DAVAO City--Mayor Rodrigo Duterte, presumptive President-elect who shied away from public view after media interviews on election day, May 9, will make his first public appearance on Monday (May 16), spokesperson Peter Laviña, said.
In a press briefing Friday at the Marco Polo Hotel Davao, Laviña said the mayor will accept well-wishers and meet personalities who supported his candidacy for President at the Matina Enclaves, developed by Escandor Development Corporation (Esdevco).
Esdevco is owned by Duterte’s friend, businessman Glen Escandor.
Laviña said Duterte will welcome media interviews.
He added that Duterte is also expected to receive Monday the books from his former professor on Political Thought Jose Maria Sison, founding chair of Communist Party of the Philippines (CPP).
Laviña was unsure if these books were authored by Sison himself or gathered from countries around Europe.
“They are talking regularly on Skype,” he said.
He added that another event to thank supporters may be held separately but will be guarded closely for security reasons because “he is no longer the mayor campaigning for the Presidency. He is the presumptive President-elect already.”
Tighter security measures have already been in place which can be likened to the protocols followed by members of the Presidential Security Group (PSG), to ensure the safety of the mayor, he said.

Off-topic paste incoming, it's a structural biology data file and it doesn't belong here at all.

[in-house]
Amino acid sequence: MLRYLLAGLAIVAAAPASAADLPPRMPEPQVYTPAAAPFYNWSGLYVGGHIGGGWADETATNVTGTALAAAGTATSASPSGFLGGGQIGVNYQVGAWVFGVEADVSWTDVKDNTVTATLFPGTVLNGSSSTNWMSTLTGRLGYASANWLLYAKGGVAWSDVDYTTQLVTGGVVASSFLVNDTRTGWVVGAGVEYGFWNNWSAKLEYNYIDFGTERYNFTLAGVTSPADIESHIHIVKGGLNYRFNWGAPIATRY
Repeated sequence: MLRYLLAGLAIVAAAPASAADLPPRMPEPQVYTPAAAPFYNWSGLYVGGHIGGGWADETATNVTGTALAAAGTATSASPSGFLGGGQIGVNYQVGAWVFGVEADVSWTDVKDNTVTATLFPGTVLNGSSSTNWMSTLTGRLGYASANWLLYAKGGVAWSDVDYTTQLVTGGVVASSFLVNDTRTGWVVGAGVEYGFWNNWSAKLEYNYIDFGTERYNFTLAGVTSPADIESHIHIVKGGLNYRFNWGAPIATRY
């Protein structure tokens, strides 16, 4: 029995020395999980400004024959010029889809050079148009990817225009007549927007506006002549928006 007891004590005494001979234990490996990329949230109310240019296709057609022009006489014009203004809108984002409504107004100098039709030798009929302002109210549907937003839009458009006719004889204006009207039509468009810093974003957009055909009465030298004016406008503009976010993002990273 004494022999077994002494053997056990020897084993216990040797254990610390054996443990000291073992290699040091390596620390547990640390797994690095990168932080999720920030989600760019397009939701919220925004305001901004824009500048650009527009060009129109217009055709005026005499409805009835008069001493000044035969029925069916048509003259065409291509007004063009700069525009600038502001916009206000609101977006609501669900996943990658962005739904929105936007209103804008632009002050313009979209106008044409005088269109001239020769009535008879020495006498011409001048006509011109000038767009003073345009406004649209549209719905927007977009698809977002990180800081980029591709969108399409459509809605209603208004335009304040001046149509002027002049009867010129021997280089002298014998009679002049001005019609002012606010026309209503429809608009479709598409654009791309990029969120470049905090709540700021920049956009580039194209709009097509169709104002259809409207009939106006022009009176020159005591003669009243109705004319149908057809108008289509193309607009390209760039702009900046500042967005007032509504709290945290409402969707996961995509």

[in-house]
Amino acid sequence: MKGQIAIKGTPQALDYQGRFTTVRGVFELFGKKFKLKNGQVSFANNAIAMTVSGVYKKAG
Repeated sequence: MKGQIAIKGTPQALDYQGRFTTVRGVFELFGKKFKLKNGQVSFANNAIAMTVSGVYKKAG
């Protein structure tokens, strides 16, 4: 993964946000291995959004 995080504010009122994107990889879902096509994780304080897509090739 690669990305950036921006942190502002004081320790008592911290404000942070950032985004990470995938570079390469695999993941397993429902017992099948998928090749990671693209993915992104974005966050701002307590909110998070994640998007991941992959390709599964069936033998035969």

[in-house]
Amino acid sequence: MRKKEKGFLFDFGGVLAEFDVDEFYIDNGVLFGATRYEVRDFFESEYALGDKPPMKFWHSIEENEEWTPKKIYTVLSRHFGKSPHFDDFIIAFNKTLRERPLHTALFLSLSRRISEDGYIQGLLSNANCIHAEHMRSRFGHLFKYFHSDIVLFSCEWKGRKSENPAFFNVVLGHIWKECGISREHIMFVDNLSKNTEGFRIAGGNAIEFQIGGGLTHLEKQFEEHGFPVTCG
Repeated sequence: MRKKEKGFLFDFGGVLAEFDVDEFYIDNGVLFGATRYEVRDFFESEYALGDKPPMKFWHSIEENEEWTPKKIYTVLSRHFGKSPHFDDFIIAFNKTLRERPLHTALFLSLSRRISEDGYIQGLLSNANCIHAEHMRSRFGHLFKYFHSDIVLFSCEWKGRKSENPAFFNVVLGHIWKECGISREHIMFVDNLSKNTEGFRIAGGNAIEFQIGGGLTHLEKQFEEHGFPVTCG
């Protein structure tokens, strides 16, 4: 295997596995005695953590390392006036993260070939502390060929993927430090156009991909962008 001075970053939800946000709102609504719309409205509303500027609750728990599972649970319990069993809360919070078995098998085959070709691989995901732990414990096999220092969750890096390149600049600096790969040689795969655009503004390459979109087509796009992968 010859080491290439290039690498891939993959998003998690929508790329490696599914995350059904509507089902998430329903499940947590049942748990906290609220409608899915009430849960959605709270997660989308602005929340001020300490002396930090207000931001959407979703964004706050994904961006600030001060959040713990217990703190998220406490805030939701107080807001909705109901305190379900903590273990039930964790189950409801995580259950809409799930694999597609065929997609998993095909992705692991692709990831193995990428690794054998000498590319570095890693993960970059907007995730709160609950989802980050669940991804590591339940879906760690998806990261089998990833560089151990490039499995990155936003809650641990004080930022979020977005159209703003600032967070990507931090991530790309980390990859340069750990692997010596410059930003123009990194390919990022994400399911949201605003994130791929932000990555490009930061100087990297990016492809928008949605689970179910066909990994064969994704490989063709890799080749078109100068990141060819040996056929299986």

His security team is composed of retired officials from the Philippine National Police (PNP), Armed Forces of the Philippines (PNP), and a medical team will also be around. An aide has been assigned to the mayor to taste the meals before he eats, Laviña added.
“Naa na as suggested by the campaign security team. They made the presentations on the security protocols for the presumptive President-elect, which include protocols of the PSG. We created a PSG-like security,” he said.
Supporters are organizing on June 4 a thanksgiving event at the Crocodile Park in the city, which will be attended by thousands of Filipinos coming from different parts of the Philippines, according to Laviña.
“We are not stopping others from organizing their own celebrations,” he said.
On May 7, the last day of the 90-day election campaign, a total of 94,584 people converged at the Crocodile Park to join the historic attempt to break the Guinness Book of World Record for the most people singing the national anthem.
The city failed to break record held current by Bangladesh with 264,000 last year.
The crowd caused traffic congestion along Diversion Road and supporters from all socioeconomic classes could be seen walking to and from the park. (Antonio L. Colina IV / MindaNews)
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